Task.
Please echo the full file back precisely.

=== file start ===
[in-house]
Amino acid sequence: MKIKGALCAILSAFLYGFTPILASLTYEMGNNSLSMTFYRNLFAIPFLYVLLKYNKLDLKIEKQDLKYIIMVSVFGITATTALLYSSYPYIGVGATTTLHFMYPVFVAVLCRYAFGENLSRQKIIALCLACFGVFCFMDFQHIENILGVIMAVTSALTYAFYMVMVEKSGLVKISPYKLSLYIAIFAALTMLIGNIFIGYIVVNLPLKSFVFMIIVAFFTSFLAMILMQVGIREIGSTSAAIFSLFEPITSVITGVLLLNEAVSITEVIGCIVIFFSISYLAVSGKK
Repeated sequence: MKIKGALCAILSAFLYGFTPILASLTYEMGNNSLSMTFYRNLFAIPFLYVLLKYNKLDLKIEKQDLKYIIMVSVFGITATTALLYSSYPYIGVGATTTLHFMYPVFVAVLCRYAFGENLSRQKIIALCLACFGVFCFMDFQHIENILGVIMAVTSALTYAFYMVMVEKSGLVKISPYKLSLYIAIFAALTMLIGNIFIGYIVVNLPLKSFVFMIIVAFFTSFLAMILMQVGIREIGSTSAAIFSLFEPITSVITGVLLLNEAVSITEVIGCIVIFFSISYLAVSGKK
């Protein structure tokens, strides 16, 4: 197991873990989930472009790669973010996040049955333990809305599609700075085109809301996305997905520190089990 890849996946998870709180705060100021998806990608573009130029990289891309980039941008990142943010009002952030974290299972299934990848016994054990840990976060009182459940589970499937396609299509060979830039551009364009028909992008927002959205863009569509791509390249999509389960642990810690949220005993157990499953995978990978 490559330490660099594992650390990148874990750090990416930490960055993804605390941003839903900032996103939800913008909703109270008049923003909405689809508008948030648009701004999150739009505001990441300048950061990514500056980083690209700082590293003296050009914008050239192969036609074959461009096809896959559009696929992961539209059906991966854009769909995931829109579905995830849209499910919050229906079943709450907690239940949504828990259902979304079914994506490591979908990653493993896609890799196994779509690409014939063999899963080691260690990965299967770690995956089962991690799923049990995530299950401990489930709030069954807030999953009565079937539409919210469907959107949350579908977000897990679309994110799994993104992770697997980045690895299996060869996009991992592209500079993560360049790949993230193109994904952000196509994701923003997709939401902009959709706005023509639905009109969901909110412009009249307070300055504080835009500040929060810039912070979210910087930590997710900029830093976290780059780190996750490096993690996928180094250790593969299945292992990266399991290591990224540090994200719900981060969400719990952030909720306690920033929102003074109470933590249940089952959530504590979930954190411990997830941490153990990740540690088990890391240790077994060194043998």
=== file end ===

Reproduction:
[in-house]
Amino acid sequence: MKIKGALCAILSAFLYGFTPILASLTYEMGNNSLSMTFYRNLFAIPFLYVLLKYNKLDLKIEKQDLKYIIMVSVFGITATTALLYSSYPYIGVGATTTLHFMYPVFVAVLCRYAFGENLSRQKIIALCLACFGVFCFMDFQHIENILGVIMAVTSALTYAFYMVMVEKSGLVKISPYKLSLYIAIFAALTMLIGNIFIGYIVVNLPLKSFVFMIIVAFFTSFLAMILMQVGIREIGSTSAAIFSLFEPITSVITGVLLLNEAVSITEVIGCIVIFFSISYLAVSGKK
Repeated sequence: MKIKGALCAILSAFLYGFTPILASLTYEMGNNSLSMTFYRNLFAIPFLYVLLKYNKLDLKIEKQDLKYIIMVSVFGITATTALLYSSYPYIGVGATTTLHFMYPVFVAVLCRYAFGENLSRQKIIALCLACFGVFCFMDFQHIENILGVIMAVTSALTYAFYMVMVEKSGLVKISPYKLSLYIAIFAALTMLIGNIFIGYIVVNLPLKSFVFMIIVAFFTSFLAMILMQVGIREIGSTSAAIFSLFEPITSVITGVLLLNEAVSITEVIGCIVIFFSISYLAVSGKK
């Protein structure tokens, strides 16, 4: 197991873990989930472009790669973010996040049955333990809305599609700075085109809301996305997905520190089990 890849996946998870709180705060100021998806990608573009130029990289891309980039941008990142943010009002952030974290299972299934990848016994054990840990976060009182459940589970499937396609299509060979830039551009364009028909992008927002959205863009569509791509390249999509389960642990810690949220005993157990499953995978990978 490559330490660099594992650390990148874990750090990416930490960055993804605390941003839903900032996103939800913008909703109270008049923003909405689809508008948030648009701004999150739009505001990441300048950061990514500056980083690209700082590293003296050009914008050239192969036609074959461009096809896959559009696929992961539209059906991966854009769909995931829109579905995830849209499910919050229906079943709450907690239940949504828990259902979304079914994506490591979908990653493993896609890799196994779509690409014939063999899963080691260690990965299967770690995956089962991690799923049990995530299950401990489930709030069954807030999953009565079937539409919210469907959107949350579908977000897990679309994110799994993104992770697997980045690895299996060869996009991992592209500079993560360049790949993230193109994904952000196509994701923003997709939401902009959709706005023509639905009109969901909110412009009249307070300055504080835009500040929060810039912070979210910087930590997710900029830093976290780059780190996750490096993690996928180094250790593969299945292992990266399991290591990224540090994200719900981060969400719990952030909720306690920033929102003074109470933590249940089952959530504590979930954190411990997830941490153990990740540690088990890391240790077994060194043998």